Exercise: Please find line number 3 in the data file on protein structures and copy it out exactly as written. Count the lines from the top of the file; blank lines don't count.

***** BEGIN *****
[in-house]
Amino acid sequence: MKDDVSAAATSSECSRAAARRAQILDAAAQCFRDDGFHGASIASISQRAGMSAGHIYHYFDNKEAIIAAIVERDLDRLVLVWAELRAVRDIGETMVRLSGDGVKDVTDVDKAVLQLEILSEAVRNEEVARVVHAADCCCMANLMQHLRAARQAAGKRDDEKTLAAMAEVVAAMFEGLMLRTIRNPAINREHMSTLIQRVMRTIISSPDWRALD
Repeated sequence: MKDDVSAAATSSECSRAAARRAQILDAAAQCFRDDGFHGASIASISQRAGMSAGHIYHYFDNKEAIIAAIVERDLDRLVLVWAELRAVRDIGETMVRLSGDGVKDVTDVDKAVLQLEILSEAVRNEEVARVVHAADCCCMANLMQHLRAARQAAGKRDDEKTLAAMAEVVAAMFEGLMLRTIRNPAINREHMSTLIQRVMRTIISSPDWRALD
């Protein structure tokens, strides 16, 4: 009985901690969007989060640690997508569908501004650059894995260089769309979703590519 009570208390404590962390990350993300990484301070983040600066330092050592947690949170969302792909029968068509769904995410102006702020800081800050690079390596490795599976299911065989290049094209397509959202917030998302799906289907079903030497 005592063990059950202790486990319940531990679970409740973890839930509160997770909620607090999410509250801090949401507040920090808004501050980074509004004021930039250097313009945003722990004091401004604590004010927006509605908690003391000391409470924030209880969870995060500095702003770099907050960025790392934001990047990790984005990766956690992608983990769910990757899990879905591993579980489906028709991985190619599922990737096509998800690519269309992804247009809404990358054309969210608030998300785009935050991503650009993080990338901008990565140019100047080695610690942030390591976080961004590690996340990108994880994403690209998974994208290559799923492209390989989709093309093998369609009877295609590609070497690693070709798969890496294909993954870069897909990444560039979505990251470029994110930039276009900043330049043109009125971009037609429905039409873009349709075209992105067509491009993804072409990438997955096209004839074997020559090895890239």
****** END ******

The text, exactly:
Repeated sequence: MKDDVSAAATSSECSRAAARRAQILDAAAQCFRDDGFHGASIASISQRAGMSAGHIYHYFDNKEAIIAAIVERDLDRLVLVWAELRAVRDIGETMVRLSGDGVKDVTDVDKAVLQLEILSEAVRNEEVARVVHAADCCCMANLMQHLRAARQAAGKRDDEKTLAAMAEVVAAMFEGLMLRTIRNPAINREHMSTLIQRVMRTIISSPDWRALD